So I spent close to three weeks in Ghana after the end of my first semester in graduate school. Ghana green coffee shops are like my second home. Every time I step off the plane at Kotoka International Airport and feel the humid, tropical air sticking to my face like wet Saran wrap, my soul does a little shimmy. I feel somewhat at peace when I am in Africa.
However, all was not quiet on the western front at my relatives’ house where I stayed in Accra. The culprit causing most of the drama?
Long story short, one of my very young relatives has been home for the past few months because his parents cannot afford his school fees. Bored with no books or stimulation, I would often see him just watching television, causing mischief, or running general errands for my grandmother. It broke my heart because my cousin is an extremely bright child and always did well at school. Of course, my grandmother asked me if I could help out by paying my cousin’s school fees. My initial reaction was to do whatever I could to help. However, my followup reaction told me to call my mother to get to the bottom of this.
Her reaction? “Karen, don’t touch this problem with a ten-foot pole.”
I see two issues at work here in this situation: remittances and female education.
Remittances: My mother has since forever been sending my grandmother money every month for her upkeep, household expenses and sometimes for household emergencies. Over time, I have observed that my grandmother has been using the money to help out with school fees and food for my cousins. So she gives the money to my cousin’s mother. However, what happens by and by is that the money given to my aunt is siphoned off for other things, i.e. going to other people in the community where she is from, funerals, trading, etc. So then all of a sudden, there is no money for school fees (not to mention the costs of books, uniforms, and transport). And then my mom gets a phone call for more money, which she sends to my grandma, and then the cycle continues ad nauseam. She’s sick of it.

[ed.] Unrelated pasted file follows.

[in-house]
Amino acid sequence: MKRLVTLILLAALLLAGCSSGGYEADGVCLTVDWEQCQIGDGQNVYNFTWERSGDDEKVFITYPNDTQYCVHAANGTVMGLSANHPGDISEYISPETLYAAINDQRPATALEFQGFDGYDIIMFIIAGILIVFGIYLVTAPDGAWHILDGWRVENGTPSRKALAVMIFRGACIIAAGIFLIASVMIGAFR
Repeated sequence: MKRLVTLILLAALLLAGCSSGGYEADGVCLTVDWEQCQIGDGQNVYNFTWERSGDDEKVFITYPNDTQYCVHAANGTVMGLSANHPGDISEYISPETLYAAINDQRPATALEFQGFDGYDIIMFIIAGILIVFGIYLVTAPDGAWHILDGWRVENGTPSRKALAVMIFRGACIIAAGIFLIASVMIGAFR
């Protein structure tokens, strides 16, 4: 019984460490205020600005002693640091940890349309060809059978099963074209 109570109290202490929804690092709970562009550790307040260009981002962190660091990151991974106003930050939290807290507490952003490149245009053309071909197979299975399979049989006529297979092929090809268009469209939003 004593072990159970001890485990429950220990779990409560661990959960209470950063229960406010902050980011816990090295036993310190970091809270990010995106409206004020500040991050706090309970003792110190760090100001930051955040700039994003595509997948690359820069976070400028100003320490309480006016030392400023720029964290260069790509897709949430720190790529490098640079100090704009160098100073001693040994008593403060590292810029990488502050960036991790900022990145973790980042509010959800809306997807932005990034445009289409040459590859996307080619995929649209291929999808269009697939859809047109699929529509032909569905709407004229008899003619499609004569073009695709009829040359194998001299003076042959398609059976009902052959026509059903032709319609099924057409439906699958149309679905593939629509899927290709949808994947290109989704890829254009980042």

Which leads me to my second point about female education.
Many studies in international development have rightly found that increasing female education in third world countries lead to positive economic development outcomes. For instance, more female education leads to lower infant mortality rate and lower population growth. Educated mothers mean their children are more likely to finish school. My aunt never achieved a high school education, nor did she learn to fully read or write. Educated mothers will place a priority on educating their children. Financial difficulties aside, my cousin’s education is suffering because of his mother’s lack of it.
But here’s the challenge. Throwing money at problems like this rarely produce results. I told my mother, “Money cannot change a person’s ingrained priorities.” Prioritizing education could mean many things. It could mean sending the child to a cheaper school. It could mean sending my cousin to public school. It could even mean asking to buy books and making sure my cousin does some reading and writing everyday to at least keep up while the family gets back on its feet. My mother is adamant that the family send my cousin to public school and figure out a way to educate their children without depending on remittances.
It would be interesting and worthwhile if development organizations took the initiative to develop partnerships with Africans in the diaspora to track not just the amount of remittances that flow into a country, but how households are spending the money. Like how much is spent on food, health care, fuel, phone credit, and education for a family living in Accra? Or in the rural areas? Remittance spending journals could be useful not only to the families themselves, but also in the realm of governance and economic development.